Conflicting evidence emerged last week about how far down the road network managers are prepared to go in outsourcing vital elements of their infrastructures to Application Service Providers (ASPs). Although there has been a lot of noise and hype about the potential of ASPs, there is still some confusion about which users are most likely to benefit from outsourcing core networking and collaborative applications to them.
Many users remain unclear about what these benefits are.Small businesses will be the heaviest users of rentable applications, but collaborative software will be popular among businesses of all sizes, according to two separate reports on the ASP market released last week.
Small business will lap up such services because vendors provide them with access to software that may have been too expensive for them in the past, according to IDC.
The ASP market
Figures from IDC estimate that the worldwide spend on ASP services will grow at an annual compound rate of 92 per cent from 1999 to 2004, becoming a $7.8bn (£4.9bn) market within four years. The increase is attributed to the entry into the sector of industry heavyweights, such as AT&T, IBM, Microsoft and Sun Microsystems.
The market research firm believes that collaborative software will account for 50 per cent of ASP services revenue because these applications work better with that model. Such packages include email, document management, personal applications and groupware.
There are also claims that the ASP market in Europe, particularly the UK, will grow faster than in the US. The latest entrant to the market, Fujitsu Siemens, said that there were proportionately more small businesses here than in the US.
"There are more SMEs in Europe than there are in the US. The ASP model appeals to them as they often do not have any IT infrastructure," said Joseph Reger, vice president of strategic marketing at Fujitsu Siemens.
Amy Mizoras, an IDC analyst, said: "Because they are network centric, collaborative applications are well suited to the ASP model." The availability of personal software, such as scheduling systems from ASPs, is also likely to attract consumers.
"Growth in the personal ASP segment will be fuelled by consumers, and as more homes get broadband internet access, consumer spending on ASP services will increase," Mizoras added.
But Kneko Burney, an analyst at Cahners In-Stat, warned that ASP startups would have a tough time marketing to small businesses because of a lack of brand awareness. "The term 'ASP' is unfamiliar to small companies today and this puts providers at a huge disadvantage," she said.
Burney believes ASPs should partner with telcos to sell their services because small businesses trust their carriers, especially local operators.
Although Cahners In-Stat does not provide figures for the ASP market, the company believes that by 2004, 50 per cent of all US-based ASP spend will come from small firms.
"Small businesses have an increasingly difficult time competing and don't have time to manage their websites, but ASPs give them access to powerful infrastructures," Burney said. Large enterprises will initially be drawn to ASPs to try and catch up with IT developments that were put on a backburner because of the Year 2000 issue. But organisations will begin to regain control of all their software by 2004, she added.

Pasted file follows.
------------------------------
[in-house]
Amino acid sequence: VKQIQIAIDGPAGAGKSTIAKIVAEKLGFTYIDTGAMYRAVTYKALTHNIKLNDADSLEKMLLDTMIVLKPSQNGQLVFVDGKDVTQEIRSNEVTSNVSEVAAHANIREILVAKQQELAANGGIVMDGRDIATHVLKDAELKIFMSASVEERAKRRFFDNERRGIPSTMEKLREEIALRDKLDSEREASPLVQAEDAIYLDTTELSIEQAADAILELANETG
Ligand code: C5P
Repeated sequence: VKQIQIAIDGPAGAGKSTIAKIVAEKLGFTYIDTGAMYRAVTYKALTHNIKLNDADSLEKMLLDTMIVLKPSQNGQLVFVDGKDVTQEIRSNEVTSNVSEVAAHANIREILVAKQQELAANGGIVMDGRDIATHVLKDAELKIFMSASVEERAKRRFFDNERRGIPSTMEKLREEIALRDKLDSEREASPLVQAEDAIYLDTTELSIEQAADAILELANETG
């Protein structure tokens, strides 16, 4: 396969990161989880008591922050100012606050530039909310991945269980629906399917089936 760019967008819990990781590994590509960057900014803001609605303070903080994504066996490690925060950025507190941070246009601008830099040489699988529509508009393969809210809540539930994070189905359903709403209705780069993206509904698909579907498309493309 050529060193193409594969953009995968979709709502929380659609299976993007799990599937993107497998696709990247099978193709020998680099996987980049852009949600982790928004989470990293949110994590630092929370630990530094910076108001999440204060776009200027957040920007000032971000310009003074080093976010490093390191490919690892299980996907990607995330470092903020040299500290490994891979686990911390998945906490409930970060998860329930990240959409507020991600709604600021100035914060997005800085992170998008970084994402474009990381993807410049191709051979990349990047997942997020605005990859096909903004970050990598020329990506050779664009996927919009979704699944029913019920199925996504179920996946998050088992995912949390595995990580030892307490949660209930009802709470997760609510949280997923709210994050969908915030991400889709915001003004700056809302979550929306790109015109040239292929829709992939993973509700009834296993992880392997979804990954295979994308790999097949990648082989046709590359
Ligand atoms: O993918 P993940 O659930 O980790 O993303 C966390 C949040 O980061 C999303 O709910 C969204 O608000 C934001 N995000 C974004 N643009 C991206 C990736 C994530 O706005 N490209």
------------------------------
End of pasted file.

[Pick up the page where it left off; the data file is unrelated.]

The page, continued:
Users questioned about ASPs are generally favourable towards the principle, but many want more assurances from the providers that a move to outsourcing their software hosting would be a wise one.
A user poll at an ASP conference organised by analyst Bloor Research last week found that 74 per cent of delegates were "extremely likely" to move to an ASP model within five years, with ebusiness and web-enabled applications being the most likely first moves.
Vendors need to convince users
But ASPs must first calm users' fears over loss of control and concerns about how easy it would be to bring a service back in-house if a contractual relationship failed.
Bloor said nine out of 10 people expressed concerns about whether ASPs would provide a secure disaster recovery service backed by guaranteed service level agreements. There are also concerns about how ASP services would be integrated with existing in-house systems and business or supply chain partners.
Jon Collins, a senior analyst at Bloor, said: "User organisations are not going to be rushed into an early adopter position. Vendors need to provide a realistic appraisal of how they plan to cope with far-reaching changes, before they will find a massive queue forming to take up their offer.
"ASPs are arriving by stealth with a lot of activity extending to the outsourcing of websites. As companies move from brochureware right up to high-level transactional services they are bringing ASPs into that development," Collins added.
According to Bloor, the most likely applications for ASP are ecommerce and websites, followed by packaged applications. Only 23 per cent of respondents saw legacy applications as suitable candidates for ASP.
Asked why they wanted to move to application hosting, respondents said the primary reason to outsource IT activity so that they could concentrate on core business functions. Delegates also quoted a need for greater scalability.
New technique could enable quantum computers to scale-up to millions of qubits
Systrom and Krieger taking time off "to explore our curiosity and creativity"
Comcast's £29.7bn winning bid more than twice the £13.7bn Rupert Murdoch valued Sky at just eight years ago
A nuclear strike has been considered, but Bruce Willis is nowhere in sight